People Like Us Series 1

Dom Robinson reviews

People Like Us Series 1Distributed by


  • Cert:
  • BBCDVD 1159
  • Running time: 173 minutes
  • Year: 1999
  • Pressing: 2002
  • Region(s): 2, 4 (UK PAL)
  • Chapters: 37
  • Sound: Stereo
  • Languages: English
  • Subtitles: English for the deaf and hard of hearing
  • Widescreen: 16:9 (except “The Solicitor”)
  • 16:9-enhanced: No
  • Macrovision: No
  • Disc Format: DVD 9
  • Price: £19.99
  • Extras: None


      John Morton


    Paul Schlesinger


    John Morton


    Roy Mallard: Chris Langham
    plus Julia Davis, Mark Heap, Sarah Alexander and Stuart Wright

Spawning from a successful radio series, People Like Usis a classic piece of television as investigative reporter Roy Mallard(Chris Langham) looks into the world of a managing director, estateagent, police officer, solicitor, photographer and a head teacher.

To describe an episode wouldn’t do it justice as I couldn’t put across thedour, deadpan delivery of Langham’s as he keeps out of shot and offers hisopinion on the things he sees, plus the ongoing surprise as the intervieweesfind out he’s married, but aren’t surprised that he doesn’t have children.

The cast are fantastic too. Each and every episode has a batch of fineactors and actresses with perfect coming timing, such asBrass Eye‘sJulia Davis, Coupling’s Sarah AlexanderSpaced‘sMark Heap and Rescue Me’s Stuart Wright.

Classic moments, however, include the description of top-down managementor “bottom-up” management, in the first episode, as well as Roy having todo the sacking of the delivery driver, the behaviour of svelte estate agentMadeline who flirts to get a sale, and Roy’s car discussion with head teacherStuart Symonds and his secretary because it’s blocking a “Keep Clear” area:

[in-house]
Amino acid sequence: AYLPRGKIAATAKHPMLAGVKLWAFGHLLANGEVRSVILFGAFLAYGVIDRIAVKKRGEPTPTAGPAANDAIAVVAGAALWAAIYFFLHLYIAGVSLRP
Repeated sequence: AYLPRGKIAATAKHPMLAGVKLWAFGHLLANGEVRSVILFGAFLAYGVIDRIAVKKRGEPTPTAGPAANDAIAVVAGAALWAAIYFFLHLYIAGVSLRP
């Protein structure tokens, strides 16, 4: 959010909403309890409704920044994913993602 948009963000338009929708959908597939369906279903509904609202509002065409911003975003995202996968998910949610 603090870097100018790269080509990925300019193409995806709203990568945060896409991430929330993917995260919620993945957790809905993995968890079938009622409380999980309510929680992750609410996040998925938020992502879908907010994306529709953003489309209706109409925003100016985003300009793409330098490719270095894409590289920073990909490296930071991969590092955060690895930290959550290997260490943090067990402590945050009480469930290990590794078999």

Stuart: “You’re Greg Nissan?”
      Roy: “No, it’s G-reg, Nissan.”
      Secretary: “Reg Nissan? I’ve got Greg here.”
      Roy: “No, I’m called Roy Mallard and I’ve got a G-reg Nissan. It’s my car.”
      Stuart: “Oh, I think I’m getting this now.”
      Roy: “It’s a Nissan Sunny. I’m sorry, there weren’t any other spaces.”
      Stuart: “It’s a while since anyone called me sonny.”

The picture looks perfect, which is should do as it’s only three years old.All the episodes are in their original 16:9 anamorphic ratio, apart from”The Solicitor”, but after emailing the BBC at the time, and listening to thefact that the opening theme music is different, it’s clear this particularepisode was shot and edited in 4:3, so still appears in its correct ratio.I suspect this was a pilot episode as it’s the only one to have emerged in4:3. The opening visual credits are still the same but with your a WS TV in 4:3mode they’ll appear ‘squashed’ as it’s the same image and not a cropped one.

No problems whatsoever with the sound, but there’s no music during the programme,just dialogue which is perfectly clear. There are English subtitles, withsix chapters for each episode apart from the first one which has seven andthe one menu has a small looped piece of the theme music.

However, there are no extras. The back cover states “Scene Selection”, but,BBC, that is not an extra, it’s a given. The BBC don’t seem to put out manyDVDs other than in the run up to Christmas, the last memorable one this yearbeing The Hitch Hiker’s Guide to the Galaxywhich had stacks of extras, so there must be deleted scenes or interviewsaround, or in the case of this one they could’ve included an episode or twoof the radio series. But no, we get nothing.


Review copyright © Dominic Robinson, 2002.

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